The most recent round of trade talks between the United States and China in Beijing ended Sunday with a pledge from both the U.S. and Chinese sides to narrow the trade surplus China currently enjoys in trade with United States. However, if the U.S. President imposes tariffs on Chinese goods, no deal can be struck.
There was no joint statement from the two sides although China issued a statement on its own claiming that the two countries “have made positive and concrete progress” although specific details “remain to be confirmed.”
Trump’s threat made last Tuesday to go ahead with 25% tariffs on $50 billion worth of Chinese high-tech goods led China to say that if U.S. tariffs are imposed China will retaliate.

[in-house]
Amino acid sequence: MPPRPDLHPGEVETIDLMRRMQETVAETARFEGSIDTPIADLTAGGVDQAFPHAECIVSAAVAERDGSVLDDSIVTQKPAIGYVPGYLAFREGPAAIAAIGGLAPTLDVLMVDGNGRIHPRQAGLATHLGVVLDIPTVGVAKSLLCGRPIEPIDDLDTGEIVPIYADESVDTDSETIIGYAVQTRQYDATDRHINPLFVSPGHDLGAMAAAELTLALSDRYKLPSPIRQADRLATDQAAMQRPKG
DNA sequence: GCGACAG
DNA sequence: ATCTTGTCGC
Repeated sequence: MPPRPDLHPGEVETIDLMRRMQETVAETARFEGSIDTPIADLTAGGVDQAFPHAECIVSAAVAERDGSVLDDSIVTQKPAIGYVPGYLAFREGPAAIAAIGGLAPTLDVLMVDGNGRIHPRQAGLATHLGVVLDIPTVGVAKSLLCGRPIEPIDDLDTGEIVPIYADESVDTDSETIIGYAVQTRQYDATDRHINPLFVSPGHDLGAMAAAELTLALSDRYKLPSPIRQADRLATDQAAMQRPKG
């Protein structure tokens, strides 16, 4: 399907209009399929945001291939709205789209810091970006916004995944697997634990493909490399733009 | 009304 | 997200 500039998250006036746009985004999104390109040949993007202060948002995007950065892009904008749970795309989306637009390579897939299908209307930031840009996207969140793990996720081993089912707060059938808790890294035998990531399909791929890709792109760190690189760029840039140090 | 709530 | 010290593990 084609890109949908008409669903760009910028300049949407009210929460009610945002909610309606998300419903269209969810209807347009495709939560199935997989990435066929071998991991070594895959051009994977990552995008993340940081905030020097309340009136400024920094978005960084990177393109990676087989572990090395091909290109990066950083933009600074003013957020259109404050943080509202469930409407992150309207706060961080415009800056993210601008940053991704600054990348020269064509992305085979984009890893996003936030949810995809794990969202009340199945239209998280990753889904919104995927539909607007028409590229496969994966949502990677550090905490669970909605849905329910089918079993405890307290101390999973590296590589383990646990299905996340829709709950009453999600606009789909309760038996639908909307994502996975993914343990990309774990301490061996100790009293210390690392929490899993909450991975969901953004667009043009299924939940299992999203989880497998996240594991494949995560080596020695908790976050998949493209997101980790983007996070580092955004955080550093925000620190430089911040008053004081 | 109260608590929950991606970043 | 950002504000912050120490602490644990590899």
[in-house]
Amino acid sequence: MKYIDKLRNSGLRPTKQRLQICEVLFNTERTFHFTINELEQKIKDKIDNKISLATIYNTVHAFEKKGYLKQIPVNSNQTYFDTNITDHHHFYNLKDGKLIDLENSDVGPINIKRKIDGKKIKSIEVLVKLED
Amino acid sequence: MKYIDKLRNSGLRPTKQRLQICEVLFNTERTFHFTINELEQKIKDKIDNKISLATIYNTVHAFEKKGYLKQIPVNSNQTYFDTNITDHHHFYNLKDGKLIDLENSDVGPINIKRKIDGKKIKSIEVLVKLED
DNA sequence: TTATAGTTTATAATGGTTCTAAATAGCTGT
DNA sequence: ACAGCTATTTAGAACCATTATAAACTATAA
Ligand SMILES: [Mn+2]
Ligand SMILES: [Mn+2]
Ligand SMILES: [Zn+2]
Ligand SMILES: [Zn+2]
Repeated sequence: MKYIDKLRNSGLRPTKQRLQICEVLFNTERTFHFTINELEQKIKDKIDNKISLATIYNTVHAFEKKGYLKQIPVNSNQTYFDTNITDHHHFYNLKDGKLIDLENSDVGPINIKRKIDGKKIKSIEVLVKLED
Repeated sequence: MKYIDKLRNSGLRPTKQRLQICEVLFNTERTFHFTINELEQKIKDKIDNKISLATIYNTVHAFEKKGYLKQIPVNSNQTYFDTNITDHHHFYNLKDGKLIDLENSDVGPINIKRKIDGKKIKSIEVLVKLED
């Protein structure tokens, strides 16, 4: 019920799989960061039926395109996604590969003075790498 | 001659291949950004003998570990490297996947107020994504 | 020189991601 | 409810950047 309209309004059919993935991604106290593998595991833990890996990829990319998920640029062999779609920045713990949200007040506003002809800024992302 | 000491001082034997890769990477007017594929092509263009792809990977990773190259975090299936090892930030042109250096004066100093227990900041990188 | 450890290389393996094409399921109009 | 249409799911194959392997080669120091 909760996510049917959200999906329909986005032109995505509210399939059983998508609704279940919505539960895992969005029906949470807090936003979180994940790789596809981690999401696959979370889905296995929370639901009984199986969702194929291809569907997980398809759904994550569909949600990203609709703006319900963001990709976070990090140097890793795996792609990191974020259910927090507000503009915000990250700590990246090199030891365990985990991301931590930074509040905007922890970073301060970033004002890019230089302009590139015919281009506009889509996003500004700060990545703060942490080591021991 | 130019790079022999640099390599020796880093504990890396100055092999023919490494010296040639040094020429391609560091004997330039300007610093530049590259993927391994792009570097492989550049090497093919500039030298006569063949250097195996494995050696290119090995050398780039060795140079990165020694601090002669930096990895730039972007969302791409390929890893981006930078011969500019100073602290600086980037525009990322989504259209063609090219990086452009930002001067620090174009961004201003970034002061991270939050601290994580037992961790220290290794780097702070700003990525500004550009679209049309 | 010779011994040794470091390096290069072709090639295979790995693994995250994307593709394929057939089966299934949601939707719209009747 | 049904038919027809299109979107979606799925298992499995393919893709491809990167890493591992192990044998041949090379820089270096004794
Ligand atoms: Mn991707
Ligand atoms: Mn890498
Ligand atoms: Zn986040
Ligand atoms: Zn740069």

China’s official Xinhua News Agency cited the Chinese statement:
All economic and trade outcomes of the talks will not take effect if the US side imposes any trade sanctions including raising tariffs.
Negotiations, according to the Chinese, “should be based on the prerequisite that the two parties meet each other halfway and will not engage in a trade war.”
The U.S. trade deficit with China totaled $375.2 billion last year and Trump wants the Chinese to commit to reducing that number by $200 billion. China is unwilling to make such a commitment because it would likely scuttle the country’s plans to be a major player in the international technology sector.
Trump’s decision announced Thursday to place tariffs on steel and aluminum imports from Canada, Mexico, and Europe only heightened China’s resolve not to give in to U.S. demands. If that’s the way the U.S. president plans to treat his allies, the Chinese are wary of how he will treat his rivals.